A. Hornero; R. Hernández-Clemente; P.R.J. North; P.S.A. Beck; D. Boscia; J.A. Navas-Cortes; P.J. Zarco-Tejada.
November 18, 2019
Outbreaks of Xylella fastidiosa (Xf) in Europe generate considerable economic and environmental damage, and this plant pest continues to spread. Detecting and monitoring the spatio-temporal dynamics of the disease symptoms caused by Xf at a large scale is key to curtailing its expansion and mitigating its impacts. Here, we combined 3-D radiative transfer modelling (3D-RTM), which accounts for the seasonal background variations, with passive optical satellite data to assess the spatio-temporal dynamics of Xf infections in olive orchards. We developed a 3D-RTM approach to predict Xf infection incidence in olive orchards, integrating airborne hyper- spectral imagery and freely available Sentinel-2 satellite data with radiative transfer modelling and field ob- servations. Sentinel-2A time series data collected over a two-year period were used to assess the temporal trends in Xf-infected olive orchards in the Apulia region of southern Italy.
Hyperspectral images spanning the same two- year period were used for validation, along with field surveys; their high resolution also enabled the extraction of soil spectrum variations required by the 3D-RTM to account for canopy background effect. Temporal changes were validated with more than 3000 trees from 16 orchards covering a range of disease severity (DS) and disease incidence (DI) levels. Among the wide range of structural and physiological vegetation indices evaluated from Sentinel-2 imagery, the temporal variation of the Atmospherically Resistant Vegetation Index (ARVI) and Optimized Soil-Adjusted Vegetation Index (OSAVI) showed superior performance for DS and DI estimation (r2VALUES > 0.7, p < 0.001). When seasonal understory changes were accounted for using modelling methods, the error of DI prediction was reduced 3-fold. Thus, we conclude that the retrieval of DI through model inversion and Sentinel-2 imagery can form the basis for operational vegetation damage monitoring worldwide. Our study highlight the value of interpreting temporal variations in model retrievals to detect anomalies in vegetation health.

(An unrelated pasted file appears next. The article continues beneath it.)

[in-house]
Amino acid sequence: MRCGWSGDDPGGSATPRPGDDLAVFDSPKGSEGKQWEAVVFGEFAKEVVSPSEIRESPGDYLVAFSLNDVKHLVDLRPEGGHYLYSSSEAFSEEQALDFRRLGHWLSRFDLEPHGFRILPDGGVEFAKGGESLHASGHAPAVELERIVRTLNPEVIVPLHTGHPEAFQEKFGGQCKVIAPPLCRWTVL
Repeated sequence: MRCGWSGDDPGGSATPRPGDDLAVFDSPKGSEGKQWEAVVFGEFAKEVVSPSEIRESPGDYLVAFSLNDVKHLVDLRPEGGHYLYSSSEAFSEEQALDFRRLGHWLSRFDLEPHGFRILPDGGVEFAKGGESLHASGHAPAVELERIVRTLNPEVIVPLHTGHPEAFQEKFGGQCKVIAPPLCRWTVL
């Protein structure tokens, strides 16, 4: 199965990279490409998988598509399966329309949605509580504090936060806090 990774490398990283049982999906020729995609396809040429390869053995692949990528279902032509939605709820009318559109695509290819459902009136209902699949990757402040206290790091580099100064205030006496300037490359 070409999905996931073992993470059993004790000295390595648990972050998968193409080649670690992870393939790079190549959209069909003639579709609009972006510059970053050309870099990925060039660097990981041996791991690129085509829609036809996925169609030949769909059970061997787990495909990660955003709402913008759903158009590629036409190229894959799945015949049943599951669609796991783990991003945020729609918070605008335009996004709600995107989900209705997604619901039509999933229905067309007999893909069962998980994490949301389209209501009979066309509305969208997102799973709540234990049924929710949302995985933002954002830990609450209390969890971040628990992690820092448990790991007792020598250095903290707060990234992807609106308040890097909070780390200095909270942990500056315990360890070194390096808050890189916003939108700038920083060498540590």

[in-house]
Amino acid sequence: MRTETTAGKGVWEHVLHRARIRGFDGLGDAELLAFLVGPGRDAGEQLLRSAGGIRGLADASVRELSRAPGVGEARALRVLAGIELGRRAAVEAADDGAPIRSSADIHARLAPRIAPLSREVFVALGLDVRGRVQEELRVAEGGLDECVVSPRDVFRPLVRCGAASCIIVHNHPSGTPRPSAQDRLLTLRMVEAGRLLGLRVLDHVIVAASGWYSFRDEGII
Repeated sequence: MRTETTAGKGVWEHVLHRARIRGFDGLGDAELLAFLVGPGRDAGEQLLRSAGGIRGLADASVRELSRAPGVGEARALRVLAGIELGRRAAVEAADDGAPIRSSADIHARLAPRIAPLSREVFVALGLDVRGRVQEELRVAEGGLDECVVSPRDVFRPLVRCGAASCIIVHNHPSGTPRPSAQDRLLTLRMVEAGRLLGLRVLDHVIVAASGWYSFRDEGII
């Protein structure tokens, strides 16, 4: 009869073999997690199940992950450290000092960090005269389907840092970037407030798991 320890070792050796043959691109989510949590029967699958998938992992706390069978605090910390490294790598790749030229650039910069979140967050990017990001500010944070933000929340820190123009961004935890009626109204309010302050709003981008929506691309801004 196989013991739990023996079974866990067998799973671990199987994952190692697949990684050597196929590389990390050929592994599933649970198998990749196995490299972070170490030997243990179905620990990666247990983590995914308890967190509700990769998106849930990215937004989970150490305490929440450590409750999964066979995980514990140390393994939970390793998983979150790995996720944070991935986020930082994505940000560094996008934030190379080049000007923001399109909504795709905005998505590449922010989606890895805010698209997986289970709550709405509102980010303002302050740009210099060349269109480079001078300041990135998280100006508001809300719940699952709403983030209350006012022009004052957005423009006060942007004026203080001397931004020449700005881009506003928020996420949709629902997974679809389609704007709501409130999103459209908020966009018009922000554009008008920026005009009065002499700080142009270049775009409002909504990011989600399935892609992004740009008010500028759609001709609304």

Full paper via Science Direct [.pdf | 7,4 MB]